The following article appeared in the Oct. 17, 2004 issue of The Japan Times with most of the text scrambled. For that original version, visit www.japantimes.com/cgi-bin/getarticle.pl5?fl20041017x2.htm.
Reporters and editors place a lot of emphasis on proepr spelling. So staff here were recently intrigued by an e-mail in among our spam-spattered inboxes.
Titled “Weird,” it read as follows:
“Aoccdrnig to a rscheearch at Cmabrigde Uinervtisy, it deosn’t mttaer in waht oredr the ltteers in a wrod are, the olny iprmoatnt tihng is taht the frist and lsat ltteer be at the rghit pclae.”
Spelled just like that.
Despite some errors of punctuation and usage, the implication was clear: Spelling English correctly may be less important than everybody thinks.
We scratched our heads. Should our editors chuck their red pencils? Would our Webster’s dictionaries gather dust; our computer spell-checkers henceforth remain unchecked?
This merited some serious investigative journalism.
We called Cambridge, but officials said the renowned university had produced no such findings, to their knowledge. More digging did reveal, however, that back in 1976, one Graham Rawlinson, a researcher at Nottingham University in central England, described the phenomenon in his Ph.D. thesis and then again in a 1999 letter to a scientific journal.
However, this remarkable finding appears to have attracted little notice until late last year, when someone – but it’s not clear who – likely noticed the 1999 letter and sent around the e-mail.
The e-mail was a hit with people everywhere eager for proof that spelling doesn’t matter. Soon it appeared in Swedish, French, Bahasa Indonesian and many other alphabet-based languages whose written form could withstand scrambling.
Matt Davis, a neuroscientist specializing in the understanding of written and spoken language at the MRC Cognition and Brain Sciences Unit, coincidentally in the eastern English city of Cambridge, explained by e-mail how our ability to read scrambled text arises:
The eye homes in on the center of a word, he said for example, around the “d” in “reading.”
The word is projected onto a small area of the retina that is divided in halves, vertically. The right half of the word is sent by the left half of the eye to the left half of the brain, and vice versa.
The brain processes the letters, paying most attention to the first and last letters of the word. It also notices remaining letters, but doesn’t require them to be in order.
However, Davis pointed out, jumbled text becomes difficult to read if letters are switched between the first and second halves of the word. And long scrambled words are harder to read than short ones.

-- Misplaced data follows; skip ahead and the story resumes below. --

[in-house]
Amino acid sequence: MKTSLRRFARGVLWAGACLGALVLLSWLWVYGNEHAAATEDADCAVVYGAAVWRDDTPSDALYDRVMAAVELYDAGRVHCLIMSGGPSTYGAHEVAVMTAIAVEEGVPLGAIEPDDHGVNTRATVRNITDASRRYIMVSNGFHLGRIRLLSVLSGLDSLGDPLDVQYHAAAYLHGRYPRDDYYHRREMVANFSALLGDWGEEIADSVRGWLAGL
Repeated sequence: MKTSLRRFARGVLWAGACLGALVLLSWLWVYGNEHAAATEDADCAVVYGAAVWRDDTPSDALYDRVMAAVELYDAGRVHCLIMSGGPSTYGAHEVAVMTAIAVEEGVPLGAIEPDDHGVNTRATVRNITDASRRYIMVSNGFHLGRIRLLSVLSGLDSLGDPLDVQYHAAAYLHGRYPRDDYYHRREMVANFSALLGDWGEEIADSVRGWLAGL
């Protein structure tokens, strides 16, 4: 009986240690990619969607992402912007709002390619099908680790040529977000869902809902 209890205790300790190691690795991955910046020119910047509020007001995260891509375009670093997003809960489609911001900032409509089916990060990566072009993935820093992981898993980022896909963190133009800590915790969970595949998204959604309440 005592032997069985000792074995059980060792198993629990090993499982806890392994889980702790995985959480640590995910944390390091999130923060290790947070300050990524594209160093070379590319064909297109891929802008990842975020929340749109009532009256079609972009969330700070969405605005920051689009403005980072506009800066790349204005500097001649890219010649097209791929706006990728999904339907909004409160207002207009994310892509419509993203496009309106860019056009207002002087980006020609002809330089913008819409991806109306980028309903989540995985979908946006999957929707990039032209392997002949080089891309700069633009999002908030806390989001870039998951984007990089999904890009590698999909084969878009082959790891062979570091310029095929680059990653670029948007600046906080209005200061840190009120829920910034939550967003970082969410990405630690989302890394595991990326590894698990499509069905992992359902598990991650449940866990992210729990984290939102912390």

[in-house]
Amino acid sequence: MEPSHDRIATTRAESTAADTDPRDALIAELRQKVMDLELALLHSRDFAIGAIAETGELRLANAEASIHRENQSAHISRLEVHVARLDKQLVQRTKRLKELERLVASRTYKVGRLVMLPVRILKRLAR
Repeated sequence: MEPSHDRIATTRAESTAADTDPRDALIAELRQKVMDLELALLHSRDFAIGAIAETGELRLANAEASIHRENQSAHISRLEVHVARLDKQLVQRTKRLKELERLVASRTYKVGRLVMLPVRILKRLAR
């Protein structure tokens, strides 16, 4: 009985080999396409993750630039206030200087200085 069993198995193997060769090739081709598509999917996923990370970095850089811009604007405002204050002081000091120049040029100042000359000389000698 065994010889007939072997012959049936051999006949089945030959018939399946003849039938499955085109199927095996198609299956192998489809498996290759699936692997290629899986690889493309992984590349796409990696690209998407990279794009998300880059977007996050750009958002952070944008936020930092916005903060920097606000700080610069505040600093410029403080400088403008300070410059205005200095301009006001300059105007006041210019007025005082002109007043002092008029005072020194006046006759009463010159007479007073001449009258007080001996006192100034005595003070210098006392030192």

In case you’re wondering whether this works in Japanese, the simple answer is “no.”
Keiko Mochizuki, a professor of linguistics at the Tokyo University of Foreign Studies, explained that scrambling the elements that form Japanese text renders it all but meaningless.
Unlike letters in Western alphabets, the characters of the hiragana and katakana syllabaries usually combine a vowel and a consonant twice the “information volume” of letters from the Roman alphabet, noted Mochizuki. Hence, she said, scrambling makes them twice as hard to read.
Chinese characters, the third writing system used in Japanese, often contain multiple vowels and consonants when read, further complicating the issue if a character’s position is switched. Also, changing their order can completely change meaning, for example turning nihon (Japan) into honjitsu (today). Total confusion!
Likewise, scrambling Hebrew creates letter combinations that would never occur naturally, while the nature of cursive script in Arabic prevents it from being scrambled at all. The long, glued-together words of Finnish also put up a struggle.
Back to the original question of the importance of English spelling.
“It does matter,” Davis, the scientist, said by telephone. For one, the mind seeks clues from letters on how words should be pronounced. As he also points out on his Web site, “total” is more clearly rendered as “toatl” than “ttaol.” And readers tend to slow down when they spot a spelling error.
Slow reading makes for tired eyes, so maybe it’s time to give the poor things a rest.